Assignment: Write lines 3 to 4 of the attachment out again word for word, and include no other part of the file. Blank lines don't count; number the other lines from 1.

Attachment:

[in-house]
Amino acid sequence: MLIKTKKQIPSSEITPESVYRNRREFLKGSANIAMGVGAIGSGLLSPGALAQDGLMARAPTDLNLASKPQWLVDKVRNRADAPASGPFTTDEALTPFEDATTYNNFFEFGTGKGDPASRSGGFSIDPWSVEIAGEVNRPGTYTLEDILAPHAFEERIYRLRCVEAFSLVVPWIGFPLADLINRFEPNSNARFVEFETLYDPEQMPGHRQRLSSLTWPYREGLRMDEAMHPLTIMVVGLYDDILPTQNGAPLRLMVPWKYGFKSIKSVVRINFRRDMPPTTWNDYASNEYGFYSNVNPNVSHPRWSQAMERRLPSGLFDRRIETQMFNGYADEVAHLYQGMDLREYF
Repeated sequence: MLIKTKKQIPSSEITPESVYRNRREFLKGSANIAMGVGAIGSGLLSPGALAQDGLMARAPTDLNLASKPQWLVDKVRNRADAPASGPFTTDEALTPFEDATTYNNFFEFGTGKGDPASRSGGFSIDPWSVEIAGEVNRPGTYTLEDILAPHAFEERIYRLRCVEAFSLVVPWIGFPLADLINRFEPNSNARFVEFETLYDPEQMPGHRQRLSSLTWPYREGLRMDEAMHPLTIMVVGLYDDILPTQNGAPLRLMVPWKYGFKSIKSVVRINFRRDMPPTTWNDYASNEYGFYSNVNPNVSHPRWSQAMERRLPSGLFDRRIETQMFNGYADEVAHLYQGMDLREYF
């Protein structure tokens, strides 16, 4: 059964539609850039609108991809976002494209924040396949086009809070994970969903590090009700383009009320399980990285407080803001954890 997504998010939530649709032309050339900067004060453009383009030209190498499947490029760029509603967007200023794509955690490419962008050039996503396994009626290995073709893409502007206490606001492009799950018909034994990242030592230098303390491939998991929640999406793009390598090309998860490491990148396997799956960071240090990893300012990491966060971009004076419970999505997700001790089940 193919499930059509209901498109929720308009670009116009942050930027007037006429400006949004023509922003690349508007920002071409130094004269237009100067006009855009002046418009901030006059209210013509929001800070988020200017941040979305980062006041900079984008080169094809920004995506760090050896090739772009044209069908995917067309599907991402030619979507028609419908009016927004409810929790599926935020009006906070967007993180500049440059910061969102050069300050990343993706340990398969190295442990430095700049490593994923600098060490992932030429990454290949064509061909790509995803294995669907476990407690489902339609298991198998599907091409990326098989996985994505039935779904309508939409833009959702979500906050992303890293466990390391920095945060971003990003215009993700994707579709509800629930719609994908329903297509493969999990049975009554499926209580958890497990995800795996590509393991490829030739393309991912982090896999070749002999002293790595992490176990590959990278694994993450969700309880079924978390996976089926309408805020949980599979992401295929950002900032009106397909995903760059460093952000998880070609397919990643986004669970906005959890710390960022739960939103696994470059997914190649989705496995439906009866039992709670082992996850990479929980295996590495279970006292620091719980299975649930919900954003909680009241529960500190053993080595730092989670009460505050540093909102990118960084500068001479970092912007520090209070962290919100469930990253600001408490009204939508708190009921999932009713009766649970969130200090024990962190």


Repeated sequence: MLIKTKKQIPSSEITPESVYRNRREFLKGSANIAMGVGAIGSGLLSPGALAQDGLMARAPTDLNLASKPQWLVDKVRNRADAPASGPFTTDEALTPFEDATTYNNFFEFGTGKGDPASRSGGFSIDPWSVEIAGEVNRPGTYTLEDILAPHAFEERIYRLRCVEAFSLVVPWIGFPLADLINRFEPNSNARFVEFETLYDPEQMPGHRQRLSSLTWPYREGLRMDEAMHPLTIMVVGLYDDILPTQNGAPLRLMVPWKYGFKSIKSVVRINFRRDMPPTTWNDYASNEYGFYSNVNPNVSHPRWSQAMERRLPSGLFDRRIETQMFNGYADEVAHLYQGMDLREYF
């Protein structure tokens, strides 16, 4: 059964539609850039609108991809976002494209924040396949086009809070994970969903590090009700383009009320399980990285407080803001954890 997504998010939530649709032309050339900067004060453009383009030209190498499947490029760029509603967007200023794509955690490419962008050039996503396994009626290995073709893409502007206490606001492009799950018909034994990242030592230098303390491939998991929640999406793009390598090309998860490491990148396997799956960071240090990893300012990491966060971009004076419970999505997700001790089940 193919499930059509209901498109929720308009670009116009942050930027007037006429400006949004023509922003690349508007920002071409130094004269237009100067006009855009002046418009901030006059209210013509929001800070988020200017941040979305980062006041900079984008080169094809920004995506760090050896090739772009044209069908995917067309599907991402030619979507028609419908009016927004409810929790599926935020009006906070967007993180500049440059910061969102050069300050990343993706340990398969190295442990430095700049490593994923600098060490992932030429990454290949064509061909790509995803294995669907476990407690489902339609298991198998599907091409990326098989996985994505039935779904309508939409833009959702979500906050992303890293466990390391920095945060971003990003215009993700994707579709509800629930719609994908329903297509493969999990049975009554499926209580958890497990995800795996590509393991490829030739393309991912982090896999070749002999002293790595992490176990590959990278694994993450969700309880079924978390996976089926309408805020949980599979992401295929950002900032009106397909995903760059460093952000998880070609397919990643986004669970906005959890710390960022739960939103696994470059997914190649989705496995439906009866039992709670082992996850990479929980295996590495279970006292620091719980299975649930919900954003909680009241529960500190053993080595730092989670009460505050540093909102990118960084500068001479970092912007520090209070962290919100469930990253600001408490009204939508708190009921999932009713009766649970969130200090024990962190």